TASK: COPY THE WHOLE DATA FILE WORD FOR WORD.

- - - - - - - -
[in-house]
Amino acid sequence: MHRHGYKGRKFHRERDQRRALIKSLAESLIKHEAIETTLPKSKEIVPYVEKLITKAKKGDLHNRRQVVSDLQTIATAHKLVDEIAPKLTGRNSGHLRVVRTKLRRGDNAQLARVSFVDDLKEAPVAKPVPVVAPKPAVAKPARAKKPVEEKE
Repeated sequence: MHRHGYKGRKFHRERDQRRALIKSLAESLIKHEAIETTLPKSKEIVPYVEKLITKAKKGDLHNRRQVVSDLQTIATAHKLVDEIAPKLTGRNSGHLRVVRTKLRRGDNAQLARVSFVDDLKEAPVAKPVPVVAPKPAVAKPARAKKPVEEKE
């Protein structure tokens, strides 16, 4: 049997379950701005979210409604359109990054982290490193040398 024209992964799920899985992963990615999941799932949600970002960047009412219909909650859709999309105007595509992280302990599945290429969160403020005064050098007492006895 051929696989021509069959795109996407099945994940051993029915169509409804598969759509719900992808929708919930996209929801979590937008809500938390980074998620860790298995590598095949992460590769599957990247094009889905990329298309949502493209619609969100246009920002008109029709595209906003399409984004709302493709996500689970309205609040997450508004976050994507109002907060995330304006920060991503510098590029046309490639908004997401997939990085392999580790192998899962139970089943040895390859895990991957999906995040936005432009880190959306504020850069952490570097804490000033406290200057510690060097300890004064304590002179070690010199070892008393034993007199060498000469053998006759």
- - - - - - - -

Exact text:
[in-house]
Amino acid sequence: MHRHGYKGRKFHRERDQRRALIKSLAESLIKHEAIETTLPKSKEIVPYVEKLITKAKKGDLHNRRQVVSDLQTIATAHKLVDEIAPKLTGRNSGHLRVVRTKLRRGDNAQLARVSFVDDLKEAPVAKPVPVVAPKPAVAKPARAKKPVEEKE
Repeated sequence: MHRHGYKGRKFHRERDQRRALIKSLAESLIKHEAIETTLPKSKEIVPYVEKLITKAKKGDLHNRRQVVSDLQTIATAHKLVDEIAPKLTGRNSGHLRVVRTKLRRGDNAQLARVSFVDDLKEAPVAKPVPVVAPKPAVAKPARAKKPVEEKE
């Protein structure tokens, strides 16, 4: 049997379950701005979210409604359109990054982290490193040398 024209992964799920899985992963990615999941799932949600970002960047009412219909909650859709999309105007595509992280302990599945290429969160403020005064050098007492006895 051929696989021509069959795109996407099945994940051993029915169509409804598969759509719900992808929708919930996209929801979590937008809500938390980074998620860790298995590598095949992460590769599957990247094009889905990329298309949502493209619609969100246009920002008109029709595209906003399409984004709302493709996500689970309205609040997450508004976050994507109002907060995330304006920060991503510098590029046309490639908004997401997939990085392999580790192998899962139970089943040895390859895990991957999906995040936005432009880190959306504020850069952490570097804490000033406290200057510690060097300890004064304590002179070690010199070892008393034993007199060498000469053998006759």